Marist Magazine: Fall 2014 - page 12

A Grand Place to Eat and Meet
he fall 2013 semester brought the
opening of a vastly renovated
Dining Hall that pleased the eye as
well as the palate and immediately became
a premier place to congregate.
“The new Dining Hall is wonderful
because it’s more of a restaurant and less
like a high school cafeteria,” said Leslie
Sullivan ’15.
“It’s very spacious,” said Rosalias Read
’17. “The way the stations are placed keeps
everything flowing and organized. There
is a great variety of food. You can mix and
match the food you want. There is definitely
something for everyone, whether you are
vegetarian or not.”
to be here,” said Mohamad
Charafeddine, general manager of Marist’s
dining services for the past seven years.
The Dining Hall has a three-story
cathedral ceiling, covering what was an
underused exterior courtyard, ornamented
by three chandeliers weighing 2,200 pounds
each. And the improvements extend beyond
aesthetics. The hall seats 750, an increase of
250 over the old cafeteria. Servery areas have
been moved to the front of the house, where
students can observe and interact with chefs
as they prepare their selections. Offerings
made to order include sushi, international
dishes, pizza, pasta, deli sandwiches, grill
(chicken and burgers), entrees prepared in
a rotisserie oven, and freshly baked goods.
There are also vegetarian, vegan, and gluten-
free offerings. Beginning in fall 2014, all
chicken served is vegetable-fed and hormone/
antibiotic-free.Cooking to order means fresh
food and less waste, said Charafeddine.
Students and guests also enjoy an extensive
salad bar and a well-stocked beverage area.
Patrons have plenty of seating choices,
from the spacious central hall to the more
private tables on its perimeter, where conver-
sation is easily made thanks to soundproof
walls. A dedicated “quiet” dining area offers
views of the Hudson River, as does an adja-
cent terrace.
Diners with special needs have their own
food prep area called My Kitchen, a room
they can access via their Marist ID cards.
“Access by card ensures that students, based
on their own dietary experiences, under-
stand adherence to special diets and are less
likely to cross-contaminate food items,” said
Charafeddine. My Kitchen offers a convec-
tion oven, toasters, a microwave, and other
appliances for those with food allergies or
gluten sensitivity.
Less visible are the sustainability features
of the new facility. Composting, which used
to involve noisy trucks hauling leftovers off-
site, is now accomplished via a hyperacceler-
ated decomposition system that turns food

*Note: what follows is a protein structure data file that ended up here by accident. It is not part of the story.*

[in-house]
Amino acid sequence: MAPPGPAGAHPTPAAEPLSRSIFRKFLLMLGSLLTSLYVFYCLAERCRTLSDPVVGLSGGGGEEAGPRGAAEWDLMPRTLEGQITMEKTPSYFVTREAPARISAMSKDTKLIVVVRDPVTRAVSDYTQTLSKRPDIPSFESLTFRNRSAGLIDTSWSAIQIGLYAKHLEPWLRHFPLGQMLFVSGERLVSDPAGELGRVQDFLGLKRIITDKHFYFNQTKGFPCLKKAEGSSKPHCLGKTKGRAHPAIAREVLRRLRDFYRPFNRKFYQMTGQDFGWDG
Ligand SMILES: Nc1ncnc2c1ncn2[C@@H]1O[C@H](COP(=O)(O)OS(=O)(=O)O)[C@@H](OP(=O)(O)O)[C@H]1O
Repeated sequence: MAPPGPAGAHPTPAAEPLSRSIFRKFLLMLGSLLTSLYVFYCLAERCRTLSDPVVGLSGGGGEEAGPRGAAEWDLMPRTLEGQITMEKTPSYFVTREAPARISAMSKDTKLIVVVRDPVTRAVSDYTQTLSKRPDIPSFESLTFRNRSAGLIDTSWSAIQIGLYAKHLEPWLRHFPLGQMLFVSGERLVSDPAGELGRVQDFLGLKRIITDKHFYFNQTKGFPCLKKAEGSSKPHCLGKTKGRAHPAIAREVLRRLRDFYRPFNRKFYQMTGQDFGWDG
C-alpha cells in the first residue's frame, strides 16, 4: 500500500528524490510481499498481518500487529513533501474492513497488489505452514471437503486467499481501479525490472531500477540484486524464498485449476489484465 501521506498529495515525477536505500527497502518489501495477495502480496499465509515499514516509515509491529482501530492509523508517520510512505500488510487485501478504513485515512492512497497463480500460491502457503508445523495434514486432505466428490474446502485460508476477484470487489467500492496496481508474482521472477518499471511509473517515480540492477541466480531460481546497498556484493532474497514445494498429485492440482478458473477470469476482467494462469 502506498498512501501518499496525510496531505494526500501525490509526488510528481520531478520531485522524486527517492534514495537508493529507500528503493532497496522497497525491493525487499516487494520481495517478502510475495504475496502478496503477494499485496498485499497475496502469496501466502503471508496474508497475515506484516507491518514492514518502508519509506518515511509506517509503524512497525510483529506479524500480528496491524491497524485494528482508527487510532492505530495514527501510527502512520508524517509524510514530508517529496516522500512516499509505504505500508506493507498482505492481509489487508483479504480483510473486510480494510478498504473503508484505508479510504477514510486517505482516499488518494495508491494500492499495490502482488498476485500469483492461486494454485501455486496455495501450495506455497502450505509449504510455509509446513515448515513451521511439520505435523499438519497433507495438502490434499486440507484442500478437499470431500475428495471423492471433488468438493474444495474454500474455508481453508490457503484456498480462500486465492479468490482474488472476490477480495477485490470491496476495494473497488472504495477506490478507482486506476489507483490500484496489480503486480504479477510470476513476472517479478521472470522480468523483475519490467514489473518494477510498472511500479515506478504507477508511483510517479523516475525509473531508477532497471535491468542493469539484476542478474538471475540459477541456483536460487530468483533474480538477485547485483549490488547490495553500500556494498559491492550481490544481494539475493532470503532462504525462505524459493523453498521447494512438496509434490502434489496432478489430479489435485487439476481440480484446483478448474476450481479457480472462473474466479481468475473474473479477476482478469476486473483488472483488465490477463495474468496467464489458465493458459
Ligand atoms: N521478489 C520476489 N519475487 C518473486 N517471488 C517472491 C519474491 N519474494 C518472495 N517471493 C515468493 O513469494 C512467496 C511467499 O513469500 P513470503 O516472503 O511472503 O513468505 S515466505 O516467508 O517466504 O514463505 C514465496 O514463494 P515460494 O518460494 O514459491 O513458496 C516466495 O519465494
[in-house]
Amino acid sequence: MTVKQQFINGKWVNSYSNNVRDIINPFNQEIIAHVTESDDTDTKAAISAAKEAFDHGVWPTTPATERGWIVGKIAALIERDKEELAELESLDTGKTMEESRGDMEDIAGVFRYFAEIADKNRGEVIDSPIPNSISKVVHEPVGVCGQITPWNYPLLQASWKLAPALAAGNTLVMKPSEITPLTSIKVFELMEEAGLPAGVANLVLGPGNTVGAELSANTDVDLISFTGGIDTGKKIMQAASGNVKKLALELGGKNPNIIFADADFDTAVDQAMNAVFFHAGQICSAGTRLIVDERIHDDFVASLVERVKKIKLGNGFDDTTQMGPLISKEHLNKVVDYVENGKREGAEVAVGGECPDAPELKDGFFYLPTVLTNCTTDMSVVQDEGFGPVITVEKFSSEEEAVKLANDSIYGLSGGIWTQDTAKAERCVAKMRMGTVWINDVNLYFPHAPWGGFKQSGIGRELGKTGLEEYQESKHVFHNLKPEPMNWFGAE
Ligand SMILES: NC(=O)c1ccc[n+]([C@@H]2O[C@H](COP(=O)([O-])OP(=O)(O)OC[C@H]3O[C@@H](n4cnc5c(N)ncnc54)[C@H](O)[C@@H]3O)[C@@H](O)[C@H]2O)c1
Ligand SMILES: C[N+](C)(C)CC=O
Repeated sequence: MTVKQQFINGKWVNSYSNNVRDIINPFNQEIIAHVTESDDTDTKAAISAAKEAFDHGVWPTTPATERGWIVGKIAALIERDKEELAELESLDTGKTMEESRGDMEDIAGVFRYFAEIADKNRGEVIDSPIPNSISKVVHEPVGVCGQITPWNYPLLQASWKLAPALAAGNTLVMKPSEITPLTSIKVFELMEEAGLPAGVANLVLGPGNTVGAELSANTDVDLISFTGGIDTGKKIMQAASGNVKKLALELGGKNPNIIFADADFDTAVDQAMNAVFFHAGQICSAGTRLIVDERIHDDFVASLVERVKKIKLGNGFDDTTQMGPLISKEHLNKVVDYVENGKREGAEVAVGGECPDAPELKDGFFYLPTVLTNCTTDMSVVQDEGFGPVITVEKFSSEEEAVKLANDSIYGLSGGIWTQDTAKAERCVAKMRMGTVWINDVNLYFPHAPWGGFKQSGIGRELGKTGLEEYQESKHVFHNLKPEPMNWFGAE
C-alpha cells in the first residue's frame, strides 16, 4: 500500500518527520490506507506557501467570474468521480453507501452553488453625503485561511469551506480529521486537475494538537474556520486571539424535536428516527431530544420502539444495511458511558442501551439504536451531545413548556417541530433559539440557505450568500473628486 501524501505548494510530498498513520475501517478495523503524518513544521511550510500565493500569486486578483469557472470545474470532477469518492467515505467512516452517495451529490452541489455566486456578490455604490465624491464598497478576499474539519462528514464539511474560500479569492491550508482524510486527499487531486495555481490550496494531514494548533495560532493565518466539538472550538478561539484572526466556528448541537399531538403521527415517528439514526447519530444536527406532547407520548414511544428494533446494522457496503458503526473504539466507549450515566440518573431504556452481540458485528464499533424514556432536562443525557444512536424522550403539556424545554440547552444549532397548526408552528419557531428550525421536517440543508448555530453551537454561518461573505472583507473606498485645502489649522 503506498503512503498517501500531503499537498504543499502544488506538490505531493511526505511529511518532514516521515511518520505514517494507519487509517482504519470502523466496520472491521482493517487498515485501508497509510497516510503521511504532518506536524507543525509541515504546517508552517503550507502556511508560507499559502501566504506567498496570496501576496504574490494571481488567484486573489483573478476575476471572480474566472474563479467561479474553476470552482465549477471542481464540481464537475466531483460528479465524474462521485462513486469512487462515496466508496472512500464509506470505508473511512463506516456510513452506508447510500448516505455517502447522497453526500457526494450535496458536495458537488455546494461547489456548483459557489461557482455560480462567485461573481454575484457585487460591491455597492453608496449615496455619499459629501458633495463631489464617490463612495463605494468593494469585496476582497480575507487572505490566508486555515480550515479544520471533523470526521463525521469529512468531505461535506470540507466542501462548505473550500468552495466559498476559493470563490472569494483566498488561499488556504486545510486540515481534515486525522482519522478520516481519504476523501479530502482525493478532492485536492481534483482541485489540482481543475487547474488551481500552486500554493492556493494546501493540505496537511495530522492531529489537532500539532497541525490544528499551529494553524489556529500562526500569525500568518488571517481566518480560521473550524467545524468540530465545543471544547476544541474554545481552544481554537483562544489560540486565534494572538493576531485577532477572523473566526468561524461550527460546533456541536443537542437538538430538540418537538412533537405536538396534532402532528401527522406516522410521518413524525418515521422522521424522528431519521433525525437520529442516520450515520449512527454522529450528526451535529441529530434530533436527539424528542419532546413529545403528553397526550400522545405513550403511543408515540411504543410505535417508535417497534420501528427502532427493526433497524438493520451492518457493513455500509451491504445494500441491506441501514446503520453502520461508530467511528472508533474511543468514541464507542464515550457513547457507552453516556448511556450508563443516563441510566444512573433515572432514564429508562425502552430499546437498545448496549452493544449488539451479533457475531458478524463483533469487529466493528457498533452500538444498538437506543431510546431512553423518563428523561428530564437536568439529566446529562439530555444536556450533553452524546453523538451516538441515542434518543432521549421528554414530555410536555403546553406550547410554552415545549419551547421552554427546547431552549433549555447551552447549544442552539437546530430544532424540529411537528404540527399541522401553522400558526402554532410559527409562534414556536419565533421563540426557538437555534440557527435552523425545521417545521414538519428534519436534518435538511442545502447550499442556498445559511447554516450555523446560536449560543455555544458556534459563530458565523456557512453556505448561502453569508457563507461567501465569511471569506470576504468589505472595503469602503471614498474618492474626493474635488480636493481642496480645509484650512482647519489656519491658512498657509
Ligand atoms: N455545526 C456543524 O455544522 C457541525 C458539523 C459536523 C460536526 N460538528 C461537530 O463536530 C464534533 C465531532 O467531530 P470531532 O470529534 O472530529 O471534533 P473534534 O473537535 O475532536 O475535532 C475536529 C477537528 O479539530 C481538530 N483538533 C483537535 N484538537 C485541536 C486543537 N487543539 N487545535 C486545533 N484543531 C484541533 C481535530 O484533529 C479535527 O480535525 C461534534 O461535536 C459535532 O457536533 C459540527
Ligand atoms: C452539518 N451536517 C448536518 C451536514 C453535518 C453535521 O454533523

scraps into waste water within 24 hours.
A hydration station offering filtered water
allows students to fill their own reusable
water bottles, reducing usage of dispos-
able water bottles. Marist also sources food
locally and regionally as much as possible,
Charafeddine said.
Whether because of new food options
or the striking environment, more meals are
being served than ever. Charafeddine said
almost 3,650 meals, on average, are served
daily, compared to 3,100 prior to the renova-
tion. Students, faculty, and staff are using
their meal plans more frequently, he said.
It’s not uncommon for a student to come
in five or six times a day, he added; patrons
come in not only for a meal but for coffee or
dessert. The hall is open Monday through
Friday from 7:15 a.m. to 9 p.m. and Saturday
and Sunday from 9 a.m. to 9 p.m. Diners
can peruse menus online at and can also keep up via
Facebook, Twitter, and the Valley Café blog.
Alumni, too, are welcome to eat in the
Dining Hall, Charafeddine noted. Visitors
may pay by cash or credit card.
Charafeddine has noticed increased
interaction among faculty, students, and staff
in the new Dining Hall. “It’s helping them
build a sense of community,” he says. “It’s
not just a place to eat but to get together.”
The Dining Terrace offers Hudson River views.
Almost 3,650 meals, on average, are served
daily in the new Dining Hall, compared to
3,100 daily prior to the renovation.
Executive Chef Anthony Legname (left) and
General Manager Mohamad Charafeddine
(right) welcomed Brendan McEntee ’67, the
president and CEO of Cook Natural Products,
for a tour of the new Dining Hall.
A room in the Dining Hall, overlooking the
Hudson River, is designated for quiet dining.
The sushi bar has been a popular addition to Marist
dining. Right: Pizza is still a mealtime staple.
ShaneO’Brien ’15
ShaneO’Brien ’15
Cover Story
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